Researchers Study Genetic Changes in Tumors of Recently Deceased Patients With Melanoma

Source: The Asco Post, May 2023

Researchers have found that studying the landscape of DNA and RNA alterations across multiple organs of metastasis may provide a new direction in cancer therapeutics to address treatment failure, according to a new study published by Liu et al in Nature Medicine. The new findings from analyzing genetic changes in the organs of recently deceased patients may help researchers understand how metastatic cutaneous melanoma spreads in those who had initially benefited from precision therapies.

“We hope to reconstruct, from the end of life, the lethal journey melanoma traverses across time and body sites,” explained senior study author Roger Lo, MD, PhD, Professor of Medicine and Molecular and Medical Pharmacology, Associate Chief of Dermatology, and Director of the Dermatology STAR Residency Program at the University of California, Los Angeles David Geffen School of Medicine. “We need to know how many ways—even within the same patient—the cancer evades these powerful therapies, what underlying processes create ‘new species’ capable of escaping therapies, [and] whether the cancer co-opts different organs to help it spread and resist therapies,” he stressed.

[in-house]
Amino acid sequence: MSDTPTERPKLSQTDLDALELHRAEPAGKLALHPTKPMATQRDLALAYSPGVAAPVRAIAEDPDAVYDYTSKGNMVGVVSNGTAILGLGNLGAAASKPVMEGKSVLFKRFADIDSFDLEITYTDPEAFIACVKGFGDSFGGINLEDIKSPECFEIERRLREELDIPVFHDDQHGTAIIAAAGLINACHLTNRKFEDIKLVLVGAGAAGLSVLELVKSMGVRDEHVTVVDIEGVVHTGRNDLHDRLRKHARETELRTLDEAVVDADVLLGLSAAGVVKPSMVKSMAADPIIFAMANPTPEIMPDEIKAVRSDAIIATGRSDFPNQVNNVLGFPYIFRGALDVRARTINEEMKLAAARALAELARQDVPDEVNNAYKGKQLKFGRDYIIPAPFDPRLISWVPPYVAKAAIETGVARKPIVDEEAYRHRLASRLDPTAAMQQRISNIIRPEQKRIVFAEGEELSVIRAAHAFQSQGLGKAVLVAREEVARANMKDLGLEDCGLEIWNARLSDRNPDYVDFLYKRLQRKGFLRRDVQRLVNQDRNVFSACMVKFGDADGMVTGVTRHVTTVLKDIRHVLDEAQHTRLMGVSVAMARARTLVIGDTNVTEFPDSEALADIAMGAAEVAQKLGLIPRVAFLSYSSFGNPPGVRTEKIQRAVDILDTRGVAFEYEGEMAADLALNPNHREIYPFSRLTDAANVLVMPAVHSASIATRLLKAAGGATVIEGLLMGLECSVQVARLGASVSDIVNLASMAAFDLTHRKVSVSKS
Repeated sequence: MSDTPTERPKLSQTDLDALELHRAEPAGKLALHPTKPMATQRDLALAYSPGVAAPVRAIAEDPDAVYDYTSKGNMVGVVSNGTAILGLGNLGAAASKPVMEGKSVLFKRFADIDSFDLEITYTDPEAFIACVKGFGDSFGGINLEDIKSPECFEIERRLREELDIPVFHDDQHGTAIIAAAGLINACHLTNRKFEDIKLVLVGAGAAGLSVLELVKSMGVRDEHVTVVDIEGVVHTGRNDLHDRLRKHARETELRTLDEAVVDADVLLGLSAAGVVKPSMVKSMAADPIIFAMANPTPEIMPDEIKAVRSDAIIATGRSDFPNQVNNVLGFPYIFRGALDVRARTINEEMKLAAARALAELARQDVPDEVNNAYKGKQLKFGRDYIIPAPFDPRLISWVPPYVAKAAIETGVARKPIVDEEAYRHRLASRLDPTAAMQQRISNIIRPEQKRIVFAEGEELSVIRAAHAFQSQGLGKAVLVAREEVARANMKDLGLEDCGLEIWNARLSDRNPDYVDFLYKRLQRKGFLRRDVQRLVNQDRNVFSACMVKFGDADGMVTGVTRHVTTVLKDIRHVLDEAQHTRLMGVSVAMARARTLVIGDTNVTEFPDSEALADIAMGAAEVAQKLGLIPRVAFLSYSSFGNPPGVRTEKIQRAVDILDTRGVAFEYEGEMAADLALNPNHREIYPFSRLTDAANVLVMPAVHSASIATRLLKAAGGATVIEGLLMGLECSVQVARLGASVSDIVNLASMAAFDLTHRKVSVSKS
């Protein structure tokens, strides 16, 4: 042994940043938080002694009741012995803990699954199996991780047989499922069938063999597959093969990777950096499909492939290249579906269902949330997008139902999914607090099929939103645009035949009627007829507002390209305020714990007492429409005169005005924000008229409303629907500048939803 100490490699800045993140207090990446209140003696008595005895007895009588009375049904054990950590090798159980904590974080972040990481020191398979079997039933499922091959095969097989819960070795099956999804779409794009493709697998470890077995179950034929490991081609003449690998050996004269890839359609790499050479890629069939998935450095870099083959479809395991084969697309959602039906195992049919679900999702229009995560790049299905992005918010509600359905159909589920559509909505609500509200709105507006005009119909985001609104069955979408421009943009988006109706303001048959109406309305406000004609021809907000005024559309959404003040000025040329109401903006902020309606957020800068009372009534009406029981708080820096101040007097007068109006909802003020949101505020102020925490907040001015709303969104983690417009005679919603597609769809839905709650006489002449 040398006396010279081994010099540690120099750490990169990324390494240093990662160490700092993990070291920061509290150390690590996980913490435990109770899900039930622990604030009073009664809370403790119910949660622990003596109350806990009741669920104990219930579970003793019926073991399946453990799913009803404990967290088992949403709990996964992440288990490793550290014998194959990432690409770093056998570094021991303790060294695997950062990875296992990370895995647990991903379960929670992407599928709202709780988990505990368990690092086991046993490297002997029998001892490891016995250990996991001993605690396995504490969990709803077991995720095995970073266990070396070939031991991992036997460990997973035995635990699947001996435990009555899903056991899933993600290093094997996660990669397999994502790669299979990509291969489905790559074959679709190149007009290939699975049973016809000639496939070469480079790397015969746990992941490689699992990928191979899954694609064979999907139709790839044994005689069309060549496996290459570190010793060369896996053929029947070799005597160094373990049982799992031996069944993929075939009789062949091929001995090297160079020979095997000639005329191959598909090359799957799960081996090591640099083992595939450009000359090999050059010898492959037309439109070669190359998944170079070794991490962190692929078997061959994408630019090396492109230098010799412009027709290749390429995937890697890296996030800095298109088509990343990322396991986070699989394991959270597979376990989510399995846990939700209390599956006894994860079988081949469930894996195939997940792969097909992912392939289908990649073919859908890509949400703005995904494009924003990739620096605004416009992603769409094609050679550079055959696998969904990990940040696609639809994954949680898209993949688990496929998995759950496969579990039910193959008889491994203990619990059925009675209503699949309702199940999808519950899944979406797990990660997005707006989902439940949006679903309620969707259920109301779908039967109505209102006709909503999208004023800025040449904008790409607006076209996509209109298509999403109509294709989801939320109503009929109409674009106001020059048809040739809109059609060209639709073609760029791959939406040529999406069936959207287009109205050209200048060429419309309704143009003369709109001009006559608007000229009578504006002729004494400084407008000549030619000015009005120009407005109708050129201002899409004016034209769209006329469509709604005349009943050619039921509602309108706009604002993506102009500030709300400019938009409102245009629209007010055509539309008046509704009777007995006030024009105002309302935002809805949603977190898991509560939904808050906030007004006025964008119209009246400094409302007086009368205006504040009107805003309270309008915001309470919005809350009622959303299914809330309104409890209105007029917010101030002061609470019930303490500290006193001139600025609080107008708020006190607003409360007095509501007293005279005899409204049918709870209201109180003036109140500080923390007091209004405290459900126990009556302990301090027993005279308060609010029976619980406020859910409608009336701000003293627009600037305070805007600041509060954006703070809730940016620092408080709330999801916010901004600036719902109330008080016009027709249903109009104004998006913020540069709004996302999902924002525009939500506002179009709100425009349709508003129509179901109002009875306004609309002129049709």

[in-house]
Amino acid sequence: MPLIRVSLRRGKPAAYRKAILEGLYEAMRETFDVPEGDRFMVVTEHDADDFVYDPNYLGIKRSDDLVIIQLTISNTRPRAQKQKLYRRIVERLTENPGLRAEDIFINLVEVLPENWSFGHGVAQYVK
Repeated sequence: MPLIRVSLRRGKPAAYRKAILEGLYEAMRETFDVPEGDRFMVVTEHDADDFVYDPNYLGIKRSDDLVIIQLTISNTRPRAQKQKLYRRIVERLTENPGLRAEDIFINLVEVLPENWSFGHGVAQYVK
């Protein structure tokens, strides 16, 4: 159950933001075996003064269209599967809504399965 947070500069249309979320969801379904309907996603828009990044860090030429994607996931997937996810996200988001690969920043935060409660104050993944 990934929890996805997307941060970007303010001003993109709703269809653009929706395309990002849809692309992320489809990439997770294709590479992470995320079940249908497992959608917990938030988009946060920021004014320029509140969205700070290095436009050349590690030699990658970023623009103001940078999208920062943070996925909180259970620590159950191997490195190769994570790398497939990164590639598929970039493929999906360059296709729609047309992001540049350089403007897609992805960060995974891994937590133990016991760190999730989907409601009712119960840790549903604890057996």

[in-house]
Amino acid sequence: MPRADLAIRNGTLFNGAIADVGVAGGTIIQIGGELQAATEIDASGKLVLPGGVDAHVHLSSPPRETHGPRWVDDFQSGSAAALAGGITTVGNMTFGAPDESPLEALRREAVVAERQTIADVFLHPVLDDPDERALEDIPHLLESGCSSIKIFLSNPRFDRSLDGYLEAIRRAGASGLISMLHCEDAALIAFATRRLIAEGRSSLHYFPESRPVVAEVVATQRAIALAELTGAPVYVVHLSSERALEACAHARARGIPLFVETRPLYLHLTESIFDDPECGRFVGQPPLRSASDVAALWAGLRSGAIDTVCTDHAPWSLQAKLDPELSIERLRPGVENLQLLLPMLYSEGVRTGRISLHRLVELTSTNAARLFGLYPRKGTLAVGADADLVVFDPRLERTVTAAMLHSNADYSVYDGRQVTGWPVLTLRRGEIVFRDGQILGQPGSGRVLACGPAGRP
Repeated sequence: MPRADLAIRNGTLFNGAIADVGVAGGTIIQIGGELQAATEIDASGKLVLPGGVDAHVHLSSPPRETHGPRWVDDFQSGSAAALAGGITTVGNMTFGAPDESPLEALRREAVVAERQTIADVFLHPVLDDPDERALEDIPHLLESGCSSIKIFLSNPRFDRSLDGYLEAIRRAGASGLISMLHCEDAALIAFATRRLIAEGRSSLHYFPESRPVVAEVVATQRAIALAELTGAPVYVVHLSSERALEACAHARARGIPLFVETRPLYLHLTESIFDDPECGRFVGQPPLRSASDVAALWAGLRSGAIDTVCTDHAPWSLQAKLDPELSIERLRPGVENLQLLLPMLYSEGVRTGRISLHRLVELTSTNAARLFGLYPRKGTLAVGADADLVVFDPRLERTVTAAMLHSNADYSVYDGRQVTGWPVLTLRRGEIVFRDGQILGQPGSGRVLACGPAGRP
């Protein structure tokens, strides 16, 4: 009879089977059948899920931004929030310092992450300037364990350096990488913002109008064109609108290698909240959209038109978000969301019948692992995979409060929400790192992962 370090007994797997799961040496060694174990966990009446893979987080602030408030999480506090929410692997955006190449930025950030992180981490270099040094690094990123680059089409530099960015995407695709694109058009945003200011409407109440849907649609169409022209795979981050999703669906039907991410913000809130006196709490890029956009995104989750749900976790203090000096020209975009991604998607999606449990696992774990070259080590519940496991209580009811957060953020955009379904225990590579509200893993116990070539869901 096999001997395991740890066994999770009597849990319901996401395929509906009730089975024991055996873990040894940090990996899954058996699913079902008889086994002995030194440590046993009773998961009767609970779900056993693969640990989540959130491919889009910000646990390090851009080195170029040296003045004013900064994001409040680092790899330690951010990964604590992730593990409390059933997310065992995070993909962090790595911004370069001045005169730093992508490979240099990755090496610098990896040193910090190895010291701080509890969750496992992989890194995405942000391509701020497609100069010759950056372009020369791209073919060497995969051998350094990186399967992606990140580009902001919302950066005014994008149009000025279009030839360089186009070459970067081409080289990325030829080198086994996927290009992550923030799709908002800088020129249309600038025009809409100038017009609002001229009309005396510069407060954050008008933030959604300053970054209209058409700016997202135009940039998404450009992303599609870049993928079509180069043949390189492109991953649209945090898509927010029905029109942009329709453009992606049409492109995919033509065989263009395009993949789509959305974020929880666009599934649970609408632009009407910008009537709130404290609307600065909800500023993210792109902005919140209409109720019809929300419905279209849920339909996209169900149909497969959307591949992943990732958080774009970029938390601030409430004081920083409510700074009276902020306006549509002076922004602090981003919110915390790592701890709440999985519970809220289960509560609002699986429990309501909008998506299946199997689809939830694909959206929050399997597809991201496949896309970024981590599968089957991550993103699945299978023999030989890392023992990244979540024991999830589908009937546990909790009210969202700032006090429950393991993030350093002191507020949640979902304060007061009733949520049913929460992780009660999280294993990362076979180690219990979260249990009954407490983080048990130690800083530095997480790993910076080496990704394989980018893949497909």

Much of what researchers know about cancer and treatment comes from the first point of patient contact—when tumors are newly diagnosed, have not overtly spread in the body, and have not been treated either surgically or with systemic therapy. Much less is known about cancer in patients with metastatic, terminal disease.